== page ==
Published by CPAWS Ottawa Valley. Read the original blog.
The Canadian Wilderness Stewardship Program (CWSP) is an educational experience designed to inspire the next generation of environmental stewards in Canada by connecting youth to nature and their local communities.
The 2021-2022 season has just wrapped up. The program consisted of three phases:
- A wilderness expedition: we took participants on a two-day white-water canoe and camping trip along the Noire River
- A volunteer project: an educational or environmental stewardship project
- A summit: an opportunity for participants across Canada to gather, share ideas, and further develop leadership and advocacy skills
For pandemic accommodations, this year’s end of program summit was a combination of a virtual national summit and smaller in-person regional summits hosted by the participating CPAWS chapters. Our Ottawa Valley participants gathered at Fort Coulonge, in the presence of the majestic Coulonge River, to hear from industry speakers and share their projects.
Here’s what some of our youth participants had to say about their experience being part of the 2021-2022 cohort of CWSP.
“How did participating in the program help you connect with your community and local wild spaces?”
“CWSP helped encourage me to reach out to other community organizations to collaborate.
It felt amazing to feel so welcomed and be able to participate in leading events. I loved learning new techniques on removing invasive species to keep the local ecosystem healthy.
I look forward to volunteering more and teaching others what I’ve learned!”
Mesha, CWSP participant whose project focused on removing Japanese knotweed from Hampton Park
“How did participating in the program grow your research and collaboration skills?”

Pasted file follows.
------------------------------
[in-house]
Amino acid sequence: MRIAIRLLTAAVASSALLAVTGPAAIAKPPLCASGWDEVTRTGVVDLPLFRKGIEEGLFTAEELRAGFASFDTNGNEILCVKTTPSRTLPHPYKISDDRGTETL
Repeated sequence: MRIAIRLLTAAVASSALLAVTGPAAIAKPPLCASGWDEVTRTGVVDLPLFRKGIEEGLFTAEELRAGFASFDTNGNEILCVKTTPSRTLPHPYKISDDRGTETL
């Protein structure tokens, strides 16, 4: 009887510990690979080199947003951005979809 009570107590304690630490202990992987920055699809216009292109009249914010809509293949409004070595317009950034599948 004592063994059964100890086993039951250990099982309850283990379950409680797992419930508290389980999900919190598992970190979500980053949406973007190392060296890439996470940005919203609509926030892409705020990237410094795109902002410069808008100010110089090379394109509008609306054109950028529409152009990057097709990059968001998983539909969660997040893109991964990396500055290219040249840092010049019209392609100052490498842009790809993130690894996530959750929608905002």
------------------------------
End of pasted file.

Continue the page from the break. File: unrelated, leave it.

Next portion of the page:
“My project focused on the intersection of Indigenous studies and environmental conservation.
Often, the media focuses on struggles within Indigenous communities or cultural events.
There’s much more to Indigenous peoples than solely these two topics. My goal was to bring visibility to their environmental stewardship efforts.
I curated a list of Indigenous communities in the Ottawa Valley and their projects related to conservation, connected with these communities, and explored how I and CPAWS-OV can support their work through outreach, funding or research.”
Angelique, CWSP participant whose project focused on supporting collaborative work between Indigenous communities and CPAWS-OV
“What did you learn from taking part in the program?”
“Participating in CWSP allowed me to be immersed in local conservation efforts and it gave me the opportunity to meet other passionate individuals. I had the chance to understand on a deeper level the importance of watershed conservation and what I could do to help.
Before starting this program, I wasn’t sure if I was interested in environmental conservation but the program has inspired me to apply for (and accept) a job in the field, which is what I’ll be doing this summer!”
Meghan, CWSP participant whose project included a ski tour along the Ottawa River